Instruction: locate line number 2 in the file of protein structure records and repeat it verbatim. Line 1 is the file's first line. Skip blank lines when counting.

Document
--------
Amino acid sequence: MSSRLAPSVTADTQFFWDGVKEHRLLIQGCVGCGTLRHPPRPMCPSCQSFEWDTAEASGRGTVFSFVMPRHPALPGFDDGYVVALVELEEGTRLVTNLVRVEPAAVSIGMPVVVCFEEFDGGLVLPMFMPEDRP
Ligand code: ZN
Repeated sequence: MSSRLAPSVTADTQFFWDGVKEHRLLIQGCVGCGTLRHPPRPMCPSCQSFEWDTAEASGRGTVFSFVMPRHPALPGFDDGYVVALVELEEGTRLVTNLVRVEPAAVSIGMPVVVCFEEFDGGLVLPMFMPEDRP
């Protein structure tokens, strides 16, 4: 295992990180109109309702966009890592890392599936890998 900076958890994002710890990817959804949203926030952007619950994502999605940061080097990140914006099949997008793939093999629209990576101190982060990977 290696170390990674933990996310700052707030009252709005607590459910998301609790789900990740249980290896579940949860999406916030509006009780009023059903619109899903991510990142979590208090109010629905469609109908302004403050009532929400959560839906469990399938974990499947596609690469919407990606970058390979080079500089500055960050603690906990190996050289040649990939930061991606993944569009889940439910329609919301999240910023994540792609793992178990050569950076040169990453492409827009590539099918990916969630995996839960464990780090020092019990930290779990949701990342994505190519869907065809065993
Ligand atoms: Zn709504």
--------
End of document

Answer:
Ligand code: ZN